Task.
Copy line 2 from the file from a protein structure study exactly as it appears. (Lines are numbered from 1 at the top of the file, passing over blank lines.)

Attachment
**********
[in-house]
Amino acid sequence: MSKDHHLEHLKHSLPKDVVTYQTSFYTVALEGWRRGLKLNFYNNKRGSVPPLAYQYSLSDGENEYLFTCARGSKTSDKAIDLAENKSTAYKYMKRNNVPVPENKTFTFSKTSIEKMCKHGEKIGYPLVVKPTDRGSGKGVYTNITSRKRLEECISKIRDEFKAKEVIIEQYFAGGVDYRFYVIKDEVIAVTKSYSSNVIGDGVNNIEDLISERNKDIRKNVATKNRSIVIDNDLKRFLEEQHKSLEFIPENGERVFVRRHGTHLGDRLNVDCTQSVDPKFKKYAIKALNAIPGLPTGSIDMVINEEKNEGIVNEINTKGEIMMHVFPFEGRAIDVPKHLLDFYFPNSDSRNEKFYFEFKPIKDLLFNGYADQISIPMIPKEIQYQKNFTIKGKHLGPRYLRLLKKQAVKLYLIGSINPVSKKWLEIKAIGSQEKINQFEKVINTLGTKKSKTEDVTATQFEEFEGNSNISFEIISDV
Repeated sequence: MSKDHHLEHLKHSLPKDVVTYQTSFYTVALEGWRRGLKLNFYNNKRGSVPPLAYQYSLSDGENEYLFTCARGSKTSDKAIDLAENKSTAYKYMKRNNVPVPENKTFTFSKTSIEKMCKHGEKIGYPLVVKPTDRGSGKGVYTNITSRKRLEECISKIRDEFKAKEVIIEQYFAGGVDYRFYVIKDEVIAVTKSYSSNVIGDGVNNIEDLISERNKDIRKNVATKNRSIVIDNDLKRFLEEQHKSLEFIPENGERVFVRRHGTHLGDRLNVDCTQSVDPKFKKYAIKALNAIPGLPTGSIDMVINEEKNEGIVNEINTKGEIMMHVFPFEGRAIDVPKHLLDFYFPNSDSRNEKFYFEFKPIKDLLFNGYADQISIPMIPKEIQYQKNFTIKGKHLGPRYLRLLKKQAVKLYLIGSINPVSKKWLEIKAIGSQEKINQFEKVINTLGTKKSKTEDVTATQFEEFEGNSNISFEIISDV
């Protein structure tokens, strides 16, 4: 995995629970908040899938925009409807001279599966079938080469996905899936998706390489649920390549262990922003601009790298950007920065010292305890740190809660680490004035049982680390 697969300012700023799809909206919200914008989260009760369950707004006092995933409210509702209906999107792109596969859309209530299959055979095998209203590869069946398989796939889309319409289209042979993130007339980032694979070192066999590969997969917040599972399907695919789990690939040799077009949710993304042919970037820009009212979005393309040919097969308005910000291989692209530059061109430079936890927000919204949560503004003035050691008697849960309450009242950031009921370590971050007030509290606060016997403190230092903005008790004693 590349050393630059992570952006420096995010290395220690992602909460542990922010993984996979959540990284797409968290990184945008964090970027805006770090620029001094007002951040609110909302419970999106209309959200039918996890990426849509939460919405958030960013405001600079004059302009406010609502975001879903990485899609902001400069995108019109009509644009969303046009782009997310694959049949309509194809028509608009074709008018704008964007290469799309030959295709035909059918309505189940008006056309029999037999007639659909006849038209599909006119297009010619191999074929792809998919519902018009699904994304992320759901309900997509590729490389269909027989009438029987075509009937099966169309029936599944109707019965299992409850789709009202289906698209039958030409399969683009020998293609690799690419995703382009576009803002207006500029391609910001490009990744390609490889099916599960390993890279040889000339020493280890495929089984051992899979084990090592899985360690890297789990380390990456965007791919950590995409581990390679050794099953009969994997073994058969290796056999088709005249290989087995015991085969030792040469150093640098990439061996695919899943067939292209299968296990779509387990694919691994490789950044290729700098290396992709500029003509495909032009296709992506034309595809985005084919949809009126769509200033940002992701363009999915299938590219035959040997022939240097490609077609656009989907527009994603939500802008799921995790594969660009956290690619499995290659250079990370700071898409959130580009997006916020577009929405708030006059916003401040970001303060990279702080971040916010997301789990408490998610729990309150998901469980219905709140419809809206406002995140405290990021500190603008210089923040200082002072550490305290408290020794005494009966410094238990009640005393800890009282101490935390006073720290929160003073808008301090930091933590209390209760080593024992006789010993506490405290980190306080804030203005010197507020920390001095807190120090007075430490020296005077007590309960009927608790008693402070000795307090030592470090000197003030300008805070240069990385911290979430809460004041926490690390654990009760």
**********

Amino acid sequence: MSKDHHLEHLKHSLPKDVVTYQTSFYTVALEGWRRGLKLNFYNNKRGSVPPLAYQYSLSDGENEYLFTCARGSKTSDKAIDLAENKSTAYKYMKRNNVPVPENKTFTFSKTSIEKMCKHGEKIGYPLVVKPTDRGSGKGVYTNITSRKRLEECISKIRDEFKAKEVIIEQYFAGGVDYRFYVIKDEVIAVTKSYSSNVIGDGVNNIEDLISERNKDIRKNVATKNRSIVIDNDLKRFLEEQHKSLEFIPENGERVFVRRHGTHLGDRLNVDCTQSVDPKFKKYAIKALNAIPGLPTGSIDMVINEEKNEGIVNEINTKGEIMMHVFPFEGRAIDVPKHLLDFYFPNSDSRNEKFYFEFKPIKDLLFNGYADQISIPMIPKEIQYQKNFTIKGKHLGPRYLRLLKKQAVKLYLIGSINPVSKKWLEIKAIGSQEKINQFEKVINTLGTKKSKTEDVTATQFEEFEGNSNISFEIISDV